Kudos to the Minnesota House GOP for advancing a long-term transportation funding package that provides for strategic and sustained investments without raising taxes, relying instead on efficient use of existing and new revenues. This is exactly the kind of investment that Polaris and many of the member companies of the Minnesota Chamber of Commerce and the Minnesota Business Partnership desire.
The proposal is a realization that the projected state budget surplus of nearly $2 billion makes it unnecessary to further increase taxpayer burdens in order to develop transportation infrastructure. Our state already ranks in the top 10 for individual and employer taxes in multiple categories.
We must broaden the source of funding to keep pace with transportation needs. Constitutionally dedicated revenues will remain the backbone of funding, but the buying power of the gas tax is diminishing as cars become more efficient. The House GOP package wisely recommends using the general fund to finance a portion of the needs. Thirty-three states do so, and for good reason. Transportation is an essential government service, yet, at present, Minnesota’s general fund does not contribute to our state roads and bridges.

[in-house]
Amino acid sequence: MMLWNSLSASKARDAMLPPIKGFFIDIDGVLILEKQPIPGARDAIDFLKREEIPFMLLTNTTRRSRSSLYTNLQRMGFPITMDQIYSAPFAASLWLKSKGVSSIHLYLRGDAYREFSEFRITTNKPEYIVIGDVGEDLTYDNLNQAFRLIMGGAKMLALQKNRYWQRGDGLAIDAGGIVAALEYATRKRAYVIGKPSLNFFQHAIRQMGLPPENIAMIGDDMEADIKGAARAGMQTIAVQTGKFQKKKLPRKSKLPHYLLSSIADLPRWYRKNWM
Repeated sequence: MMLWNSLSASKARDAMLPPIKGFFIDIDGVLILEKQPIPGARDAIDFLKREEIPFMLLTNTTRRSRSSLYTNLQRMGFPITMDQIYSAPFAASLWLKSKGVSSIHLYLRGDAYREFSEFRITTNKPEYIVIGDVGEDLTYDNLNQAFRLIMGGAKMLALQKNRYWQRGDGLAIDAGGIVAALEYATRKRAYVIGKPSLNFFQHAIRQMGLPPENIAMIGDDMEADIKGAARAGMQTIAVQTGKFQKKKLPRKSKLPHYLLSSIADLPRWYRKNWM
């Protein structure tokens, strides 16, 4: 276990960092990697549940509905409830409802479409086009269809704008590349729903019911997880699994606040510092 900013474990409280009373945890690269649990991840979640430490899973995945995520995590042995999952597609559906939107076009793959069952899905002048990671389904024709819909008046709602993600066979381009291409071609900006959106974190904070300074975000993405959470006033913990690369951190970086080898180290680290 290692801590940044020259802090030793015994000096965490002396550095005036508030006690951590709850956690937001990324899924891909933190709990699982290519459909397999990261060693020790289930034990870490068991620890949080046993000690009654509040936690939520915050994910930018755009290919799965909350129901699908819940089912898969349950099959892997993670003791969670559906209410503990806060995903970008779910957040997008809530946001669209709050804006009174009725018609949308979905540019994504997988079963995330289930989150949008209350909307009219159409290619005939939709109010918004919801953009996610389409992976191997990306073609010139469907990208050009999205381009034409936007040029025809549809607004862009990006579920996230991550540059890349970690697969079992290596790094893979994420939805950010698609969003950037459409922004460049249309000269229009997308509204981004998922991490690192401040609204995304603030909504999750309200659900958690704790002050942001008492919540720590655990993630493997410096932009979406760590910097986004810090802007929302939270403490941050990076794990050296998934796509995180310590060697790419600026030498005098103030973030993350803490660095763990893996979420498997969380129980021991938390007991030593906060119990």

The proposal’s detractors are pushing for a new “gross receipts” tax on fuel, which would start with a 16-cent-per-gallon increase and would increase as the price of fuel rises. They say using general-fund dollars for transportation will raid other programs. The House GOP proposal dedicates approximately $300 million per year in currently collected auto-related sales tax revenues to transportation. At less than 2 percent of our annual $20 billion budget, that’s certainly doable — especially given the billions of dollars in projected surpluses for the next four years. Those newly proposed funds, coupled with efficiencies and a responsible level of bonding, would inject $7 billion of new money over the next 10 years into our transportation system — on top of the approximately $2.5 billion per year that’s already dedicated to transportation through the fuel tax, motor vehicle sales tax and tab fees.
This is a smart and responsible proposal that provides substantial long-term, dedicated and reliable funding and deserves thoughtful consideration.
Scott W. Wine is chairman and CEO of Polaris Industries and chairman of the Minnesota Business Partnership.